“In Time of Swallows,” from In Time of Swallows, by Mae Winkler Goodman (1951)


In Time of Swallows

The pear is weighted now with more than fruit–
In hordes they come, a winged avalanche,
Descending on the tree from tip to root,
Shaking the leaves, bending each silver branch.
They overflow the meadows for miles around
In multitudes, spilling their liquid song;
This is the time of swallows; along the ground,
On fence posts, bushes, these living beads are strung.
And then, in thousands, they reclaim the sky,
Sailing across the soft blue sea of air,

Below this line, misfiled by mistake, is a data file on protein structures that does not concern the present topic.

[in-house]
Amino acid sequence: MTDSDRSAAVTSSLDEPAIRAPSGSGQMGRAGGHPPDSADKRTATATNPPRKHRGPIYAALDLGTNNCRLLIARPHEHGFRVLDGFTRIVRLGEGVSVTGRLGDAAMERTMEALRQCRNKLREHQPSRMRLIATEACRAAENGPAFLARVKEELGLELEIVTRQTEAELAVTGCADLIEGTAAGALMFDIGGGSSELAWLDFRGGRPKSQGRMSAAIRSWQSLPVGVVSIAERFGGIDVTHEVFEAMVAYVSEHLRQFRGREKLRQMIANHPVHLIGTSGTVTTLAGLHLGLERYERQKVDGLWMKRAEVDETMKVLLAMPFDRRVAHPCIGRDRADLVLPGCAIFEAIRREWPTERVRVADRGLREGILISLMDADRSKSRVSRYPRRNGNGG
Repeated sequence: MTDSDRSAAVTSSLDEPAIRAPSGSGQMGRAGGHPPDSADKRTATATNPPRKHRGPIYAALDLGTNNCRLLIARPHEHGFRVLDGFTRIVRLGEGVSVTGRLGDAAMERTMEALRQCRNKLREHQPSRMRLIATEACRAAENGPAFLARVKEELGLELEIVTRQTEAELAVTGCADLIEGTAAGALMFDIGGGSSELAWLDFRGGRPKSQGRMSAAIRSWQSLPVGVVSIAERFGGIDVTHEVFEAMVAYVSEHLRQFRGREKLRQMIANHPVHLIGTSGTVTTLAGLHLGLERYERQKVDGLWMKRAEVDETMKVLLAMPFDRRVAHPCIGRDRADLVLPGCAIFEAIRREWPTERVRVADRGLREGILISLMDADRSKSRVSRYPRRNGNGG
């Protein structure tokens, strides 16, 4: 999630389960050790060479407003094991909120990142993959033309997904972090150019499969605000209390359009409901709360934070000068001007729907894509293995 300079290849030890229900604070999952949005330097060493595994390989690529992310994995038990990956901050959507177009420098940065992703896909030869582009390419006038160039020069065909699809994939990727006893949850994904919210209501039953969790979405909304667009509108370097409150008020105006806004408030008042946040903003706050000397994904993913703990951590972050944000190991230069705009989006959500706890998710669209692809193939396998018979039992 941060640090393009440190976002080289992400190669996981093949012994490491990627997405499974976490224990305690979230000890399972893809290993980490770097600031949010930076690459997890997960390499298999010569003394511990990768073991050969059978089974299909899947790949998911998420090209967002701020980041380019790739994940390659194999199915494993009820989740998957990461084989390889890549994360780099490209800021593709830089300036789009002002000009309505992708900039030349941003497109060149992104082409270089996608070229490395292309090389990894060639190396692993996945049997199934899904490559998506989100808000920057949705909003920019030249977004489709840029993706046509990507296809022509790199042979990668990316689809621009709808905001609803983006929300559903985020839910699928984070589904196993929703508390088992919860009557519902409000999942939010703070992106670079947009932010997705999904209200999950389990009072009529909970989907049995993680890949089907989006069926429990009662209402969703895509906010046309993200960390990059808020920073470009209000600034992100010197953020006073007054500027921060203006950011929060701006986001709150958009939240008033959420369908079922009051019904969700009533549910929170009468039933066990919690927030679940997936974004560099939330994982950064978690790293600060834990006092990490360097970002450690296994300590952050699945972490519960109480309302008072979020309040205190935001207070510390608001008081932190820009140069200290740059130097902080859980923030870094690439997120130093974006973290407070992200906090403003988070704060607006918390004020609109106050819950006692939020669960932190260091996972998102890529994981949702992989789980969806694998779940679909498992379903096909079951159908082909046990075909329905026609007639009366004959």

A bright, light-winged armada; we watch them fly
To what far destination; suddenly aware
Of the year’s waning, as the quick eye follows
The end of summer in the flight of swallows.

from In Time of Swallows: 52 American Birds, by Mae Winkler Goodman, illustrated by William E. Scheele
New York: The Devin-Adair Company, 1951

Available on the Internet Archive: Link

This is one in a series of neglected poems taken from the Internet Archive.